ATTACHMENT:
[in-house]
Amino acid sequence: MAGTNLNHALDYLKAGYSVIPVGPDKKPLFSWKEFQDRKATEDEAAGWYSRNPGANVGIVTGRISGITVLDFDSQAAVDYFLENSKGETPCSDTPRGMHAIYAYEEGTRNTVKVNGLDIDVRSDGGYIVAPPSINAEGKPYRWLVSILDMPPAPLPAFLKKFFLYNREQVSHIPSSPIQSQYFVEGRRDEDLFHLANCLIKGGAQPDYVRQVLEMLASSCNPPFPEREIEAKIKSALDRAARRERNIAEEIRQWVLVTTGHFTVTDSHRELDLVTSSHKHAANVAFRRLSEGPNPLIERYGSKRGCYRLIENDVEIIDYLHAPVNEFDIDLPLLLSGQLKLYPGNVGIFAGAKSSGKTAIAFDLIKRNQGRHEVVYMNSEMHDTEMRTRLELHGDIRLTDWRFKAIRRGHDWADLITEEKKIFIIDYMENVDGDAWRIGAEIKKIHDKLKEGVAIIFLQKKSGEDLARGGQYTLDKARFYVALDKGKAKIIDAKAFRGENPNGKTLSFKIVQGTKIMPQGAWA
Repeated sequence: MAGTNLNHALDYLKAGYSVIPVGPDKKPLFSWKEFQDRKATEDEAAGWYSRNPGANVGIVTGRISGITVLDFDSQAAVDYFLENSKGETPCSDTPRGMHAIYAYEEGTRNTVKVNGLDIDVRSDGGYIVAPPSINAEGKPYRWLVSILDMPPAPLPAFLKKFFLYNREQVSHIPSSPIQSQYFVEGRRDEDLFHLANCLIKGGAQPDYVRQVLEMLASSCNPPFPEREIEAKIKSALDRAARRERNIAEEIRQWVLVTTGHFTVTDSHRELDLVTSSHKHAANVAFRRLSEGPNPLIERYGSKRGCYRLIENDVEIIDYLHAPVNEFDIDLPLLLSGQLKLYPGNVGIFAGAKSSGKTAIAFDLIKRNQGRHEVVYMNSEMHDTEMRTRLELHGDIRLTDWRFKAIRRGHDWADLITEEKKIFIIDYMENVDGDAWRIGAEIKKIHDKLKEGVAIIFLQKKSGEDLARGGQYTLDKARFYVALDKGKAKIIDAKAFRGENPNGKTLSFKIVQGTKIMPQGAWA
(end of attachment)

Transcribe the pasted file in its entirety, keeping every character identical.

[in-house]
Amino acid sequence: MAGTNLNHALDYLKAGYSVIPVGPDKKPLFSWKEFQDRKATEDEAAGWYSRNPGANVGIVTGRISGITVLDFDSQAAVDYFLENSKGETPCSDTPRGMHAIYAYEEGTRNTVKVNGLDIDVRSDGGYIVAPPSINAEGKPYRWLVSILDMPPAPLPAFLKKFFLYNREQVSHIPSSPIQSQYFVEGRRDEDLFHLANCLIKGGAQPDYVRQVLEMLASSCNPPFPEREIEAKIKSALDRAARRERNIAEEIRQWVLVTTGHFTVTDSHRELDLVTSSHKHAANVAFRRLSEGPNPLIERYGSKRGCYRLIENDVEIIDYLHAPVNEFDIDLPLLLSGQLKLYPGNVGIFAGAKSSGKTAIAFDLIKRNQGRHEVVYMNSEMHDTEMRTRLELHGDIRLTDWRFKAIRRGHDWADLITEEKKIFIIDYMENVDGDAWRIGAEIKKIHDKLKEGVAIIFLQKKSGEDLARGGQYTLDKARFYVALDKGKAKIIDAKAFRGENPNGKTLSFKIVQGTKIMPQGAWA
Repeated sequence: MAGTNLNHALDYLKAGYSVIPVGPDKKPLFSWKEFQDRKATEDEAAGWYSRNPGANVGIVTGRISGITVLDFDSQAAVDYFLENSKGETPCSDTPRGMHAIYAYEEGTRNTVKVNGLDIDVRSDGGYIVAPPSINAEGKPYRWLVSILDMPPAPLPAFLKKFFLYNREQVSHIPSSPIQSQYFVEGRRDEDLFHLANCLIKGGAQPDYVRQVLEMLASSCNPPFPEREIEAKIKSALDRAARRERNIAEEIRQWVLVTTGHFTVTDSHRELDLVTSSHKHAANVAFRRLSEGPNPLIERYGSKRGCYRLIENDVEIIDYLHAPVNEFDIDLPLLLSGQLKLYPGNVGIFAGAKSSGKTAIAFDLIKRNQGRHEVVYMNSEMHDTEMRTRLELHGDIRLTDWRFKAIRRGHDWADLITEEKKIFIIDYMENVDGDAWRIGAEIKKIHDKLKEGVAIIFLQKKSGEDLARGGQYTLDKARFYVALDKGKAKIIDAKAFRGENPNGKTLSFKIVQGTKIMPQGAWA